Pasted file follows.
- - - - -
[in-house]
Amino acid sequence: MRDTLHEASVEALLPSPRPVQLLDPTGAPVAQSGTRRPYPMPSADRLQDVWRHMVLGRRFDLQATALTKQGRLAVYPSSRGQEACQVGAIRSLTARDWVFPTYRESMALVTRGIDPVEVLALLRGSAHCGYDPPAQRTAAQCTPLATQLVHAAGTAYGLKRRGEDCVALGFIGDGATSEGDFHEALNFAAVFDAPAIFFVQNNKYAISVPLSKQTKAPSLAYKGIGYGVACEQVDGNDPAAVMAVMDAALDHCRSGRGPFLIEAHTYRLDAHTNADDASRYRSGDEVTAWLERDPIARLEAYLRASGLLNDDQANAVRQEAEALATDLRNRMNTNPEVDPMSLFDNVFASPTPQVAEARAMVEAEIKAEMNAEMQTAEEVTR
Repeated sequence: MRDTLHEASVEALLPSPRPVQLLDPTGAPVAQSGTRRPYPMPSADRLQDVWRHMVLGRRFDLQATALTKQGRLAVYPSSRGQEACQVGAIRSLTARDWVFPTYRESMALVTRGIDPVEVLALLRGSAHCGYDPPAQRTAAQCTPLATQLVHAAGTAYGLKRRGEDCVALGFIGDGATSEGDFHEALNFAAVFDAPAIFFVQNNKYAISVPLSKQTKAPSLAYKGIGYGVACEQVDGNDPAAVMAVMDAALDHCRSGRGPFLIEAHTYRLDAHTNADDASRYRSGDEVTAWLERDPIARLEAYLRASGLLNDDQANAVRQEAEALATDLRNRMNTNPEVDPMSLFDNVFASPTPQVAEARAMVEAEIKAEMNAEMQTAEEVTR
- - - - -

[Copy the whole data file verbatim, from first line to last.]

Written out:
[in-house]
Amino acid sequence: MRDTLHEASVEALLPSPRPVQLLDPTGAPVAQSGTRRPYPMPSADRLQDVWRHMVLGRRFDLQATALTKQGRLAVYPSSRGQEACQVGAIRSLTARDWVFPTYRESMALVTRGIDPVEVLALLRGSAHCGYDPPAQRTAAQCTPLATQLVHAAGTAYGLKRRGEDCVALGFIGDGATSEGDFHEALNFAAVFDAPAIFFVQNNKYAISVPLSKQTKAPSLAYKGIGYGVACEQVDGNDPAAVMAVMDAALDHCRSGRGPFLIEAHTYRLDAHTNADDASRYRSGDEVTAWLERDPIARLEAYLRASGLLNDDQANAVRQEAEALATDLRNRMNTNPEVDPMSLFDNVFASPTPQVAEARAMVEAEIKAEMNAEMQTAEEVTR
Repeated sequence: MRDTLHEASVEALLPSPRPVQLLDPTGAPVAQSGTRRPYPMPSADRLQDVWRHMVLGRRFDLQATALTKQGRLAVYPSSRGQEACQVGAIRSLTARDWVFPTYRESMALVTRGIDPVEVLALLRGSAHCGYDPPAQRTAAQCTPLATQLVHAAGTAYGLKRRGEDCVALGFIGDGATSEGDFHEALNFAAVFDAPAIFFVQNNKYAISVPLSKQTKAPSLAYKGIGYGVACEQVDGNDPAAVMAVMDAALDHCRSGRGPFLIEAHTYRLDAHTNADDASRYRSGDEVTAWLERDPIARLEAYLRASGLLNDDQANAVRQEAEALATDLRNRMNTNPEVDPMSLFDNVFASPTPQVAEARAMVEAEIKAEMNAEMQTAEEVTR